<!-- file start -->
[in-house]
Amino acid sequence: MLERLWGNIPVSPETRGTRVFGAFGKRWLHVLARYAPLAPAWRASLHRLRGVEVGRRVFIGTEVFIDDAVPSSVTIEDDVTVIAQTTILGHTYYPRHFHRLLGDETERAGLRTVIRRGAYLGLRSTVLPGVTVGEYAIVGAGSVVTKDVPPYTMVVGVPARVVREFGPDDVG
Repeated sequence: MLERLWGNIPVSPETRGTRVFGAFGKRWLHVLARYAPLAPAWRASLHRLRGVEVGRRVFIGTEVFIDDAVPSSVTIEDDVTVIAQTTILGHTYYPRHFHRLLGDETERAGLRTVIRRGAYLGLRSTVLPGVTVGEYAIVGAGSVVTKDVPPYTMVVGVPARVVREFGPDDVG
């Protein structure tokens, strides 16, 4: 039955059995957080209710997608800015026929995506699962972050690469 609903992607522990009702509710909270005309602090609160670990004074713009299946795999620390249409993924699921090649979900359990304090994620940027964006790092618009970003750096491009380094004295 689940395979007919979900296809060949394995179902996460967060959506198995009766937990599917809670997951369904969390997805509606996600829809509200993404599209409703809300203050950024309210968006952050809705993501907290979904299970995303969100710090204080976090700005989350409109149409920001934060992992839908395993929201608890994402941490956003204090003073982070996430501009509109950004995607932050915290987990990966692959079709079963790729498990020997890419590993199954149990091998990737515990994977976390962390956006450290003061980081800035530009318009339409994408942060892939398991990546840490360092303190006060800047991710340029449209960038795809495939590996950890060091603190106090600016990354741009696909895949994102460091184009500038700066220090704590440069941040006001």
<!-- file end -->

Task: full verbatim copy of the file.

[in-house]
Amino acid sequence: MLERLWGNIPVSPETRGTRVFGAFGKRWLHVLARYAPLAPAWRASLHRLRGVEVGRRVFIGTEVFIDDAVPSSVTIEDDVTVIAQTTILGHTYYPRHFHRLLGDETERAGLRTVIRRGAYLGLRSTVLPGVTVGEYAIVGAGSVVTKDVPPYTMVVGVPARVVREFGPDDVG
Repeated sequence: MLERLWGNIPVSPETRGTRVFGAFGKRWLHVLARYAPLAPAWRASLHRLRGVEVGRRVFIGTEVFIDDAVPSSVTIEDDVTVIAQTTILGHTYYPRHFHRLLGDETERAGLRTVIRRGAYLGLRSTVLPGVTVGEYAIVGAGSVVTKDVPPYTMVVGVPARVVREFGPDDVG
């Protein structure tokens, strides 16, 4: 039955059995957080209710997608800015026929995506699962972050690469 609903992607522990009702509710909270005309602090609160670990004074713009299946795999620390249409993924699921090649979900359990304090994620940027964006790092618009970003750096491009380094004295 689940395979007919979900296809060949394995179902996460967060959506198995009766937990599917809670997951369904969390997805509606996600829809509200993404599209409703809300203050950024309210968006952050809705993501907290979904299970995303969100710090204080976090700005989350409109149409920001934060992992839908395993929201608890994402941490956003204090003073982070996430501009509109950004995607932050915290987990990966692959079709079963790729498990020997890419590993199954149990091998990737515990994977976390962390956006450290003061980081800035530009318009339409994408942060892939398991990546840490360092303190006060800047991710340029449209960038795809495939590996950890060091603190106090600016990354741009696909895949994102460091184009500038700066220090704590440069941040006001």